As we mentioned in yesterday’s rundown, Gov. Earl Ray Tomblin has decided West Virginia will expand its Medicaid program as part of President Obama’s Patient Protection and Affordable Care Act. Here’s an excerpt from Dave’s story on today’s front page:
About 91,500 people are expected to seek coverage after the change takes effect, according to a study Tomblin commissioned. The federal government will pick up most of the tab – about $5.2 billion over the next 10 years – but West Virginia will pay about $375 million over that time period as well.
The costs would be greater if the state did nothing, Tomblin said.
“Our tax dollars would pour into other states that do expand, our businesses will be subject to additional taxes and our hospitals would lose significant financial resources,” he said.
Speaking after Thursday’s press conference, local healthcare officials said the expansion is a good move for the state. Although Medicaid typically does not reimburse hospitals and doctors’ offices at cost, it’s still better than what they currently receive from uninsured patients: nothing.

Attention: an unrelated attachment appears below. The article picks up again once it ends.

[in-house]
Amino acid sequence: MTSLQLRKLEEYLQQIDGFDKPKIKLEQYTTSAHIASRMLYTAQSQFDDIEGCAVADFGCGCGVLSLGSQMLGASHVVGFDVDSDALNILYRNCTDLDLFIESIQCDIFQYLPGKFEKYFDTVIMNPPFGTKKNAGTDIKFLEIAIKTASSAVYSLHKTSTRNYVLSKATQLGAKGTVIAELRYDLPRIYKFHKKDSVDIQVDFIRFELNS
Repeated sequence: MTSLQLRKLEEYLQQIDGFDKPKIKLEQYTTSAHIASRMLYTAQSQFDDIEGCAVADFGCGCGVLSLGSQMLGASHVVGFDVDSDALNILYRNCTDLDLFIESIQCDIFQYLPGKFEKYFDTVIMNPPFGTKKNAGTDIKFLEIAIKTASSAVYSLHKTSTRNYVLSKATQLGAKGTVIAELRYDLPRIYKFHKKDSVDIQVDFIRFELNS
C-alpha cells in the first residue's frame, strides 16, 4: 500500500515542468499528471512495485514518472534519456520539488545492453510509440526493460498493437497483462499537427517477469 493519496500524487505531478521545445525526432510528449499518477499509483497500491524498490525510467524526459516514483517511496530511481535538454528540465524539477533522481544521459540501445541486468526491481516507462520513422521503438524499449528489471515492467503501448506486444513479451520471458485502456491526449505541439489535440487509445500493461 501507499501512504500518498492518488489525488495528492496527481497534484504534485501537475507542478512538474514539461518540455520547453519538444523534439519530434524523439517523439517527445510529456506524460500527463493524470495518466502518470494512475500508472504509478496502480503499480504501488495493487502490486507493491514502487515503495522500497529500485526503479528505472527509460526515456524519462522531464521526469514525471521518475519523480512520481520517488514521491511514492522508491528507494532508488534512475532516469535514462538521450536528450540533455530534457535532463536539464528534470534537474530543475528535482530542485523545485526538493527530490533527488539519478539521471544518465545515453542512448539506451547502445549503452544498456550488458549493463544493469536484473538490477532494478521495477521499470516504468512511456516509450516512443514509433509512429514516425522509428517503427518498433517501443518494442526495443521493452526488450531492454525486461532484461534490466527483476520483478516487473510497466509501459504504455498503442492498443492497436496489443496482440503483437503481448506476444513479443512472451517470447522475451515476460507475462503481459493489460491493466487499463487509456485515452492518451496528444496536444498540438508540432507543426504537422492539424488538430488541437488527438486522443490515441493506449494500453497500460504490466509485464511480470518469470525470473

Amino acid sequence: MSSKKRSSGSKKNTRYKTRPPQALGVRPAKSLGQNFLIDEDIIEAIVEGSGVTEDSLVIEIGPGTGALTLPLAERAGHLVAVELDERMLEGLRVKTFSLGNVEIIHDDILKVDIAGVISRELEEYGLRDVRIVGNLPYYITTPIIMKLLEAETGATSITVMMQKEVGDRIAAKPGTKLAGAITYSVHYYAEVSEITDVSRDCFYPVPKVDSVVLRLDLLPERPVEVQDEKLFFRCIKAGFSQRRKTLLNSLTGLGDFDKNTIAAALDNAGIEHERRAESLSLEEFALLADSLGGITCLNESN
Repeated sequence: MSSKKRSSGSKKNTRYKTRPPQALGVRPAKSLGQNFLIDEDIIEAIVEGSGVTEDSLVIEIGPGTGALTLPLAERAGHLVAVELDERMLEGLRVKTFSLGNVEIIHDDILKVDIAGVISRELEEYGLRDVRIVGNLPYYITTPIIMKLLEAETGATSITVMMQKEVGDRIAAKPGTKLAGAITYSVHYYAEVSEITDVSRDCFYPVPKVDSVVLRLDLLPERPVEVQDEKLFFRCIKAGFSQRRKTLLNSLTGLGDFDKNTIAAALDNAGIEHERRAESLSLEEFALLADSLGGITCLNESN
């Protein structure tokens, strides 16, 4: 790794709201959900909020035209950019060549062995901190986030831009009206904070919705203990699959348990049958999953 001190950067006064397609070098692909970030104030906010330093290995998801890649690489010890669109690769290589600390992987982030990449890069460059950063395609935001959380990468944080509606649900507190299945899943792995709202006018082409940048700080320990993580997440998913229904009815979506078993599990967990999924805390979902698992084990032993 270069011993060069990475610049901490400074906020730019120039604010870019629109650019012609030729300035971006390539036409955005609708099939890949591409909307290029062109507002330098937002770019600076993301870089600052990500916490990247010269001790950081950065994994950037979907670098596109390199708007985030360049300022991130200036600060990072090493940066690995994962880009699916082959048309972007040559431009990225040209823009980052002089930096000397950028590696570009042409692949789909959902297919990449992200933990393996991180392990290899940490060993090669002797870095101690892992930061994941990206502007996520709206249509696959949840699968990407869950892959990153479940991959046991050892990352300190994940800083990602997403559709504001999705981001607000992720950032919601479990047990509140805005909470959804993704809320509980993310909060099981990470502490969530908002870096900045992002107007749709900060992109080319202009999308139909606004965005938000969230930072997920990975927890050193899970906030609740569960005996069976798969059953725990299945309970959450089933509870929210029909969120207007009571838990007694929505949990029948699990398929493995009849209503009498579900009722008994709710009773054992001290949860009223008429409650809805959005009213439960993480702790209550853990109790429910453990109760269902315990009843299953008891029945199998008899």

Steve Dexter, president and CEO of Thomas Health System, which covers St. Francis and Thomas Memorial Hospital in South Charleston, said Medicaid traditionally has not paid hospitals enough to recoup costs.
While private insurance companies pay St. Francis about 20 cents above cost, Medicaid only pays the hospital about 20 cents on the dollar. But Dexter said increasing the number of people on Medicaid could help the hospital’s bottom line in the future.
Uninsured patients pay, on average, about five cents on the dollar. Hospitals are required by law to treat patients, regardless of their ability to pay their bills. Dexter said some patients try to pay the hospitals back, but most don’t pay anything at all.
Dexter said those patients also are among the most expensive to treat, because they often don’t arrive at the hospital until they are chronically ill.
“We’ve had patients come in that had stage four breast cancer,” Dexter said. “You catch that at stage one, and maybe it’s a minor surgery.”